I've been wondering that myself Felix.

      Really young poors might be OK but if they're not workin or lernin they're gunna have a dodgy dumpster diet and all the stringy sinewy, disorders that come with malnutrition. Ricketts - erk!

      You'd want to be getting them straight from the finishing-off paddock where they've been working for the dole.

      The old ones are another issue altogether... old, tough as old boots, riddled with disease, hard to herd, the diabetics are really fatty for the most part, the arthritics are all skin and bone. Might curry up OK - just for flavour but there wouldn't be much of a margin in them.... wrinkly, old fruit is really only good for the juice.

      Perhaps if we fed the old poor to the young poor before sending 'em to market we could kill two birds with one stone. I'll whip off an email to Mandy Vanstone.

      Speaking of stones - when are we bringing that back ... public stonings after mass. And slavery - you know it makes sense.

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    5. Brad Farrant

      logged in via email @hotmail.com

      In reply to Brad Farrant

      The table in this analysis by Whiteford and Nethery makes it very clear that Abbott and Hockey are going after those who can least afford it in this budget while the wealthy contribute little if anything. This is a very cruel and unfair budget which has been utterly rejected by most of society and rightly so.

      https://crawford.anu.edu.au/sites/default/files/news/files/2014-05/sharing_the_budget_pain_background_note.pdf

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    6. Danah Xue

      employed

      In reply to Felix MacNeill

      Because there are more and more of them for us to handle.

      In the language of progressive socialists, the range of the poor and the vulnerable is getting wider and wider - people > 65, people <30 (hilarious), single parents, families with young children, rebellious teenagers running away from home, high school students who don't want to study nor to work, asylum seekers, migrants, gays and lesbians, indigenous people, etc. The list goes on.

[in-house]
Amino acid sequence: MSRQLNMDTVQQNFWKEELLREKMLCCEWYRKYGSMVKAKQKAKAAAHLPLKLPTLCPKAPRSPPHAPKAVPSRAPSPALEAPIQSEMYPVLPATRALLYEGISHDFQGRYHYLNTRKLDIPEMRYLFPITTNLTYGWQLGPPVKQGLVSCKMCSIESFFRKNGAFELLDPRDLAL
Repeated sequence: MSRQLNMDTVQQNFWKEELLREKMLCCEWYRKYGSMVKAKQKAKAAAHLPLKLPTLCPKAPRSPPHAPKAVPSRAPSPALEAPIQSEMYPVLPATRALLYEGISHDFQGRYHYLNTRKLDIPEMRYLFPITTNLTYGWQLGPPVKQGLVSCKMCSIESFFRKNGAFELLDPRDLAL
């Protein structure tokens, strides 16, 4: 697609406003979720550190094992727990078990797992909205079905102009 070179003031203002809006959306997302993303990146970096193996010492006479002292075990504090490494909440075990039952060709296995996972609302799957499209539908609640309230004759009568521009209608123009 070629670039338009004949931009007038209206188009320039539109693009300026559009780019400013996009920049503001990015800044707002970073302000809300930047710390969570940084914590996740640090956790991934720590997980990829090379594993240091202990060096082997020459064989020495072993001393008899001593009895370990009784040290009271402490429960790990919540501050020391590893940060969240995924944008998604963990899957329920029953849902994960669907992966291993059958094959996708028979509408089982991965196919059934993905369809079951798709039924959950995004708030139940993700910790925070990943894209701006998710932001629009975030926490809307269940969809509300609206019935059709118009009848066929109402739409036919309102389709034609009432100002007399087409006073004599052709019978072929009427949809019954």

How the government is going to provide and maintain these ever increasing poor and vulnerable groups? -it has to be one of these: increase taxes, reduce expenditures, borrow money.

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    7. Peter Ormonde
      Peter Ormonde is a Friend of The Conversation.

      Farmer

      In reply to Danah Xue

      Increase taxes, reduce expenditure and (when economics demands it) borrow money. See, you already knew.

      Danah - this is not some "Budget Emergency" brought on by Gillard and Rudd spending our way through the GFC ... these are long term problems that economists and policy makers have been working on for literally decades. We've been watching this closely for a long while. It's what Ken Henry's review was ALL about really... http://taxreview.treasury.gov.au/Content/Content.aspx?doc=html/home.htm

      How much does this budget address the "debt crisis" and winding back uncontrolled stimulus spending from the economy? Not at all really ... the deficits continue, the economy flops along and the pain all starts in the never never. Eventually.

      This is a bad budget - not just for the unequal burdens imposed on the poor and the sick, but because it is quite literally a "do nothing" document economically... gutless but spiteful. A bully's budget this.

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    8. Jane Middlemist

      citizen

      In reply to Peter Ormonde